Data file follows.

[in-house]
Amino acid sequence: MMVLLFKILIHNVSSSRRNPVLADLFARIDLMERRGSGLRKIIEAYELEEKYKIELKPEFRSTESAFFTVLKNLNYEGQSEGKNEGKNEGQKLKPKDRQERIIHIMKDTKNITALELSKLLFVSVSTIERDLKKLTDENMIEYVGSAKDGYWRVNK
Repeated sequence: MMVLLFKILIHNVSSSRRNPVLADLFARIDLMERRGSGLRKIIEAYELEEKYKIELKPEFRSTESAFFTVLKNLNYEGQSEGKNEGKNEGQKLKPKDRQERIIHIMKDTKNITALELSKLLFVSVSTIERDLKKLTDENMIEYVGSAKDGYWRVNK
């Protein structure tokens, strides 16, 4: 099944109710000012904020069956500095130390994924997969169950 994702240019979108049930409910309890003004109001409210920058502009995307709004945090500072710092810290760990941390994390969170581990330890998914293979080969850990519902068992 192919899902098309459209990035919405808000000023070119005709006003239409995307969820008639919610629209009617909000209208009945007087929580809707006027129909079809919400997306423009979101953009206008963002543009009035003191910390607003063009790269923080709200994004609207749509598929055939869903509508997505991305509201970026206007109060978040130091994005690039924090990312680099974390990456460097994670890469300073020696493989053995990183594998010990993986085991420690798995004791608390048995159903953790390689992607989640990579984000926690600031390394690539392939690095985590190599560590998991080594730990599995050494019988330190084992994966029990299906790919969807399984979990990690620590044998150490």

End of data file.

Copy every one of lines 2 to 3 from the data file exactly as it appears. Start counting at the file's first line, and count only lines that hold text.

Amino acid sequence: MMVLLFKILIHNVSSSRRNPVLADLFARIDLMERRGSGLRKIIEAYELEEKYKIELKPEFRSTESAFFTVLKNLNYEGQSEGKNEGKNEGQKLKPKDRQERIIHIMKDTKNITALELSKLLFVSVSTIERDLKKLTDENMIEYVGSAKDGYWRVNK
Repeated sequence: MMVLLFKILIHNVSSSRRNPVLADLFARIDLMERRGSGLRKIIEAYELEEKYKIELKPEFRSTESAFFTVLKNLNYEGQSEGKNEGKNEGQKLKPKDRQERIIHIMKDTKNITALELSKLLFVSVSTIERDLKKLTDENMIEYVGSAKDGYWRVNK